As this year’s General Election draws closer, defections are also gathering pace. Since the year began, a number of high-profile politicians have switched their allegiance, and more are likely to follow in the coming months.
Interestingly, it has so far largely been one-way traffic from opposition parties to the ruling CCM, which has in the last few weeks welcomed into their ranks former MPs Cecil Mwambe and Ahmed Katani, who crossed over from Chadema and CUF, respectively. Former Chadema secretary-general Vincent Mashinji also decamped to CCM last week.
In total, at least 12 opposition lawmakers and dozens of councillors, the vast majority from Chadema, have defected to CCM since the 2015 General Election.
Mr Lazaro Nyalandu is so far the only MP to have headed in the opposite direction, having done so in 2017 when he quit CCM and joined Chadema.
Not surprisingly, Chadema has dismissed the defectors as “CCM moles”, whose sole mission all along was to undermine and destabilise the opposition party from within. It’s good riddance, as far as Chadema is concerned.
But with the CCM nominations later this year expected to be a bruising and divisive affair, it will come as a surprise if there will be no defections from the ruling party to the opposition. Also, movement from opposition parties to CCM, albeit a trickle, cannot be entirely ruled out.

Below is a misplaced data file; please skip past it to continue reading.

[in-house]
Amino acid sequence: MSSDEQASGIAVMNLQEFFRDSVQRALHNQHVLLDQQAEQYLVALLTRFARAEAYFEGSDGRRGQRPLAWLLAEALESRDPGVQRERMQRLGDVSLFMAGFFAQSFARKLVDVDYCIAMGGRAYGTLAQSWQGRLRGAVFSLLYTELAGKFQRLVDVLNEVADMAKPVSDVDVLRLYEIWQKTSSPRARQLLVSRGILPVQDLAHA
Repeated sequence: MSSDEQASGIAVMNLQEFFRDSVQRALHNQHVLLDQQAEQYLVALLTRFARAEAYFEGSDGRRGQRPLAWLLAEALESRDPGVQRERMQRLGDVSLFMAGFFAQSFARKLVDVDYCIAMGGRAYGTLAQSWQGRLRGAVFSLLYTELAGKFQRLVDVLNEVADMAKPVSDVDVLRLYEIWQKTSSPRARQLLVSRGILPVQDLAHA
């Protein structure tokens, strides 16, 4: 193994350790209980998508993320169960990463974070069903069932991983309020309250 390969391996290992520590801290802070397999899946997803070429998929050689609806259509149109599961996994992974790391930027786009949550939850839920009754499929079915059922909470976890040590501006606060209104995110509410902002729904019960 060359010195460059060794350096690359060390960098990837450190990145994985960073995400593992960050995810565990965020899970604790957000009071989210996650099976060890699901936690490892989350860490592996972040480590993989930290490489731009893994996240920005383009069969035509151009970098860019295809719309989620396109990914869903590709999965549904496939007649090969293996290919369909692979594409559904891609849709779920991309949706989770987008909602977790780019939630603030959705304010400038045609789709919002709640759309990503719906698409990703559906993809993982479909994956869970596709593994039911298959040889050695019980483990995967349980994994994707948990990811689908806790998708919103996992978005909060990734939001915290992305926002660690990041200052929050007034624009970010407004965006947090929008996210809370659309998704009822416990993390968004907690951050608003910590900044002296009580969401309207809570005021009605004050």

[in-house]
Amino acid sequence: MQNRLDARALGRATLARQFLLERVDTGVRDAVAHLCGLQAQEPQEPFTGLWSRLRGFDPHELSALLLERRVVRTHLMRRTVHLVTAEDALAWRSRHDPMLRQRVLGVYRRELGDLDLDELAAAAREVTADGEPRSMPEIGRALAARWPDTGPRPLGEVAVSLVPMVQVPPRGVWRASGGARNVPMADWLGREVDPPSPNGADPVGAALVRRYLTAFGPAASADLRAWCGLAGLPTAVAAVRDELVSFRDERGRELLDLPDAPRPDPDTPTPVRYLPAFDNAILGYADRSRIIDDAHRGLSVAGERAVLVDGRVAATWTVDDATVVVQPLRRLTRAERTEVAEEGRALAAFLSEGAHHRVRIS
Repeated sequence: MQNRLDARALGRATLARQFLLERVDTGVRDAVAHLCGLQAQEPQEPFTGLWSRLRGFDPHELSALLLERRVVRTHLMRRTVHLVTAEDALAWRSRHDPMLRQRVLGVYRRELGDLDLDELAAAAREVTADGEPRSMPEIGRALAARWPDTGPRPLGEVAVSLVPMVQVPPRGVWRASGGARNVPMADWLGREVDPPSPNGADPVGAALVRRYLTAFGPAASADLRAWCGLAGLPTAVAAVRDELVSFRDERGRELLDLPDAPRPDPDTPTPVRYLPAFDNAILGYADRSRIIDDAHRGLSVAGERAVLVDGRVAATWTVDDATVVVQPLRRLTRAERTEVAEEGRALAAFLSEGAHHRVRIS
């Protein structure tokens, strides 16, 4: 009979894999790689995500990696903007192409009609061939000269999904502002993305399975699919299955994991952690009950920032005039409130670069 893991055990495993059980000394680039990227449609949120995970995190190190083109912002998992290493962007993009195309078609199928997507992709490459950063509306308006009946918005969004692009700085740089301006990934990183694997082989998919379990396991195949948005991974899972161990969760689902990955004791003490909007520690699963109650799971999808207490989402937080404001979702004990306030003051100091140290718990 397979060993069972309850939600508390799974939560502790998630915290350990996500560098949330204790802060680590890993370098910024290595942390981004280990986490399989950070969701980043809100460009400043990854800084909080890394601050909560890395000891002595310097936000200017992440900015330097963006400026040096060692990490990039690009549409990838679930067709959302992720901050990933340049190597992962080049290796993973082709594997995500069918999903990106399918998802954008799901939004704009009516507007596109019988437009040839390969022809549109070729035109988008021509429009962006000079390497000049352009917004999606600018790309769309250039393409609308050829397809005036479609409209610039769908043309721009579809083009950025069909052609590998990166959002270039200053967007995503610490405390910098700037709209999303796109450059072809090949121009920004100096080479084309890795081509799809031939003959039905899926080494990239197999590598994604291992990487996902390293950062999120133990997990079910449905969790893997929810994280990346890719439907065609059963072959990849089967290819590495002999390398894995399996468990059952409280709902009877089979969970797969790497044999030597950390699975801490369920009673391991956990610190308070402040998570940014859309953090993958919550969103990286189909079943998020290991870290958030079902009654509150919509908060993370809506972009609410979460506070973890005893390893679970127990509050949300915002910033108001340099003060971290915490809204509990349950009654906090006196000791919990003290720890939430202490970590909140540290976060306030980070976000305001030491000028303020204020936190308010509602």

But, as former British Prime Minister Harold Wilson famously said back in the 1960s, a week is a long time in politics.
Nominations are still several months away, and only then will voters know whether parties would have learnt any lessons insofar as defections are concerned.
It is perfectly within politicians’ constitutional rights to join political parties of their choice, and it is up to voters to judge them at the ballot box come election time.